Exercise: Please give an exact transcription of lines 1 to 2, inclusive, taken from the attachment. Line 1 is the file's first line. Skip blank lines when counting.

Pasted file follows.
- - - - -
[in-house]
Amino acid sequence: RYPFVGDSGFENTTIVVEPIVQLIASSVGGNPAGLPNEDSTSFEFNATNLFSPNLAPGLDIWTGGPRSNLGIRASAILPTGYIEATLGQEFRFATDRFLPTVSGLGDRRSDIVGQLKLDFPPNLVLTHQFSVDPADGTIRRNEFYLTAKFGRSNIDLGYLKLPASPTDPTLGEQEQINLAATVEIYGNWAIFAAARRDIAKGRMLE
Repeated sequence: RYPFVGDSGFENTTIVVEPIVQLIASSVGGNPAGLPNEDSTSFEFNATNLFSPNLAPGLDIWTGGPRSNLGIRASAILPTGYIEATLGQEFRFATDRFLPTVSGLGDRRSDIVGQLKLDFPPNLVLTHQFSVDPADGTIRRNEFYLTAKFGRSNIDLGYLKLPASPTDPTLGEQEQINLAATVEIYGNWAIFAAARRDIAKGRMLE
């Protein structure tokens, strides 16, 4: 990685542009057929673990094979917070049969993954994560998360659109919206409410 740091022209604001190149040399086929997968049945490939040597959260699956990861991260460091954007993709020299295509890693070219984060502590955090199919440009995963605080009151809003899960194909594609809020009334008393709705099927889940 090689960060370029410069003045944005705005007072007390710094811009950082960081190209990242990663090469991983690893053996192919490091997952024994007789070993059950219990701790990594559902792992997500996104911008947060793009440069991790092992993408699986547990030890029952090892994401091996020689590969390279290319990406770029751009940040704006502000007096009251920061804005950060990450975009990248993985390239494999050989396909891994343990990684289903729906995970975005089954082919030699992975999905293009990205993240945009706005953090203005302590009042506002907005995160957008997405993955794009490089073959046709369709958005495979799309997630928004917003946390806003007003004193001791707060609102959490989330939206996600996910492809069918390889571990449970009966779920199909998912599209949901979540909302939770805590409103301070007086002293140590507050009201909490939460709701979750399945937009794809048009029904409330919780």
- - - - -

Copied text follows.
[in-house]
Amino acid sequence: RYPFVGDSGFENTTIVVEPIVQLIASSVGGNPAGLPNEDSTSFEFNATNLFSPNLAPGLDIWTGGPRSNLGIRASAILPTGYIEATLGQEFRFATDRFLPTVSGLGDRRSDIVGQLKLDFPPNLVLTHQFSVDPADGTIRRNEFYLTAKFGRSNIDLGYLKLPASPTDPTLGEQEQINLAATVEIYGNWAIFAAARRDIAKGRMLE